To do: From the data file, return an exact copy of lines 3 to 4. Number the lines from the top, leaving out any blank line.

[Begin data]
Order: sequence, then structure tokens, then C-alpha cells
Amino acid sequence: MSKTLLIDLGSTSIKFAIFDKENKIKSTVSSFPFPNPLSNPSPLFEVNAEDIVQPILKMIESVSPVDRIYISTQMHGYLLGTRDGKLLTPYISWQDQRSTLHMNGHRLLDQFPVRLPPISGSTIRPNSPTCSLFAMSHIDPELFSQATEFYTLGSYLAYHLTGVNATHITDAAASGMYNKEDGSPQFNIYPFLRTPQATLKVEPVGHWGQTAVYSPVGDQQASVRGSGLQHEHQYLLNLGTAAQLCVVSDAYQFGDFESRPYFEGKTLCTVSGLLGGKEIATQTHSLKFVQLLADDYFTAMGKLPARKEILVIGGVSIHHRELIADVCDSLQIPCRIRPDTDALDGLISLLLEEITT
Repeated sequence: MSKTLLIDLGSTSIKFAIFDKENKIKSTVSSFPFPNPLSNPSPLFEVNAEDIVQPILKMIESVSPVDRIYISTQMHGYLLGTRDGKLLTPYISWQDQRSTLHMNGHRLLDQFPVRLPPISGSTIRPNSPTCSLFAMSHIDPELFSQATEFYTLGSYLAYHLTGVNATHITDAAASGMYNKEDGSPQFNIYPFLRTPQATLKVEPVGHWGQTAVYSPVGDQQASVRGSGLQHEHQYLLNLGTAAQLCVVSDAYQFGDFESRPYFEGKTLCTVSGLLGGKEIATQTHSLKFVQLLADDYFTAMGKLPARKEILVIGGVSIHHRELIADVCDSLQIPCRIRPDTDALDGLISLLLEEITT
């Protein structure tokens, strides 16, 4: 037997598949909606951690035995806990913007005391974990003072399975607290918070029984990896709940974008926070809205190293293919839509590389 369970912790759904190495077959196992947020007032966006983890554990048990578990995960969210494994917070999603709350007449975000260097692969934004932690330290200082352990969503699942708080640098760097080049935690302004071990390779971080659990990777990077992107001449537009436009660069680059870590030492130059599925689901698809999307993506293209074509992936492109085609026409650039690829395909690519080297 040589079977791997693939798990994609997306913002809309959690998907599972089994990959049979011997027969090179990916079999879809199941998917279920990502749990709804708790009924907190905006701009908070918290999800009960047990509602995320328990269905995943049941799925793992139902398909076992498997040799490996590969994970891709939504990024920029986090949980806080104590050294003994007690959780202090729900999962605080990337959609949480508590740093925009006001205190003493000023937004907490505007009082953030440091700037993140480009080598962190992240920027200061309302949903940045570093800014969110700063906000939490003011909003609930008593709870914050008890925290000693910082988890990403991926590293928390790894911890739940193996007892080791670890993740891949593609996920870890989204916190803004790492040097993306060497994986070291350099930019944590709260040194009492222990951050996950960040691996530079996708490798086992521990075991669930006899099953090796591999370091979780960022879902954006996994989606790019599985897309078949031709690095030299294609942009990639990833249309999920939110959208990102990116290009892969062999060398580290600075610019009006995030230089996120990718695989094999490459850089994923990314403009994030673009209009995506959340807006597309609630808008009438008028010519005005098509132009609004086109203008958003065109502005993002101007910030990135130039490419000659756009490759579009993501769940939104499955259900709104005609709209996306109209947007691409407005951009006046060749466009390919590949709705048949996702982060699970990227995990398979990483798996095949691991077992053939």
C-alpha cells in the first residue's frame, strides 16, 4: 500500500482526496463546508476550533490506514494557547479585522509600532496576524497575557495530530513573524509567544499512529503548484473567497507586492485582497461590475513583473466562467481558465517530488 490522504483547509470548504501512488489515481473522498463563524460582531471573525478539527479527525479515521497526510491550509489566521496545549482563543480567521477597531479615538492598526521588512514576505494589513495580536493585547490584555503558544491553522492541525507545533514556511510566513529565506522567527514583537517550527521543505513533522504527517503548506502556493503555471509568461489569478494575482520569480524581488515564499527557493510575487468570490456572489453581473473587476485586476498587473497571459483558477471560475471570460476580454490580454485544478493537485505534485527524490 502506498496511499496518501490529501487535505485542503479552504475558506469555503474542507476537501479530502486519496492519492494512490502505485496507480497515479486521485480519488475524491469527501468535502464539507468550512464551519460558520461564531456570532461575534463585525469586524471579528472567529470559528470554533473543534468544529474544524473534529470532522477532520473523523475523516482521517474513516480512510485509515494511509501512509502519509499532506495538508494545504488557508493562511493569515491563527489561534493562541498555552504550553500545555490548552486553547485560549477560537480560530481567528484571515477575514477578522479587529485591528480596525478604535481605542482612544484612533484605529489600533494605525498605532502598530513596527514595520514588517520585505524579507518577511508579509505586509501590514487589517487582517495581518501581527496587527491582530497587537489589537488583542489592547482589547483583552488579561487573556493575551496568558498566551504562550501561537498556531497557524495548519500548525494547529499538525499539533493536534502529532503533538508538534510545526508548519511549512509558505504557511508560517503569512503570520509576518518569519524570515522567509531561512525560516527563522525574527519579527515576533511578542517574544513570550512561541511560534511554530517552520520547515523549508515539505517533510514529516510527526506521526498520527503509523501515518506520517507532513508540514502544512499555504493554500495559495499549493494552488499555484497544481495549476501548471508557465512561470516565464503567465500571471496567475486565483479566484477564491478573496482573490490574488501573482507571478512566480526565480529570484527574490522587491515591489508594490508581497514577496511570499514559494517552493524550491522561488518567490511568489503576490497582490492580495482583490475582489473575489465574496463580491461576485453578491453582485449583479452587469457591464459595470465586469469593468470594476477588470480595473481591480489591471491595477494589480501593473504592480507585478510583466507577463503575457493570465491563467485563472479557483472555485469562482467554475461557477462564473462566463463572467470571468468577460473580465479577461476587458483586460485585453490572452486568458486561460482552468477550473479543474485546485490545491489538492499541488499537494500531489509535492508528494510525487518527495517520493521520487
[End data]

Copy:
Repeated sequence: MSKTLLIDLGSTSIKFAIFDKENKIKSTVSSFPFPNPLSNPSPLFEVNAEDIVQPILKMIESVSPVDRIYISTQMHGYLLGTRDGKLLTPYISWQDQRSTLHMNGHRLLDQFPVRLPPISGSTIRPNSPTCSLFAMSHIDPELFSQATEFYTLGSYLAYHLTGVNATHITDAAASGMYNKEDGSPQFNIYPFLRTPQATLKVEPVGHWGQTAVYSPVGDQQASVRGSGLQHEHQYLLNLGTAAQLCVVSDAYQFGDFESRPYFEGKTLCTVSGLLGGKEIATQTHSLKFVQLLADDYFTAMGKLPARKEILVIGGVSIHHRELIADVCDSLQIPCRIRPDTDALDGLISLLLEEITT
């Protein structure tokens, strides 16, 4: 037997598949909606951690035995806990913007005391974990003072399975607290918070029984990896709940974008926070809205190293293919839509590389 369970912790759904190495077959196992947020007032966006983890554990048990578990995960969210494994917070999603709350007449975000260097692969934004932690330290200082352990969503699942708080640098760097080049935690302004071990390779971080659990990777990077992107001449537009436009660069680059870590030492130059599925689901698809999307993506293209074509992936492109085609026409650039690829395909690519080297 040589079977791997693939798990994609997306913002809309959690998907599972089994990959049979011997027969090179990916079999879809199941998917279920990502749990709804708790009924907190905006701009908070918290999800009960047990509602995320328990269905995943049941799925793992139902398909076992498997040799490996590969994970891709939504990024920029986090949980806080104590050294003994007690959780202090729900999962605080990337959609949480508590740093925009006001205190003493000023937004907490505007009082953030440091700037993140480009080598962190992240920027200061309302949903940045570093800014969110700063906000939490003011909003609930008593709870914050008890925290000693910082988890990403991926590293928390790894911890739940193996007892080791670890993740891949593609996920870890989204916190803004790492040097993306060497994986070291350099930019944590709260040194009492222990951050996950960040691996530079996708490798086992521990075991669930006899099953090796591999370091979780960022879902954006996994989606790019599985897309078949031709690095030299294609942009990639990833249309999920939110959208990102990116290009892969062999060398580290600075610019009006995030230089996120990718695989094999490459850089994923990314403009994030673009209009995506959340807006597309609630808008009438008028010519005005098509132009609004086109203008958003065109502005993002101007910030990135130039490419000659756009490759579009993501769940939104499955259900709104005609709209996306109209947007691409407005951009006046060749466009390919590949709705048949996702982060699970990227995990398979990483798996095949691991077992053939």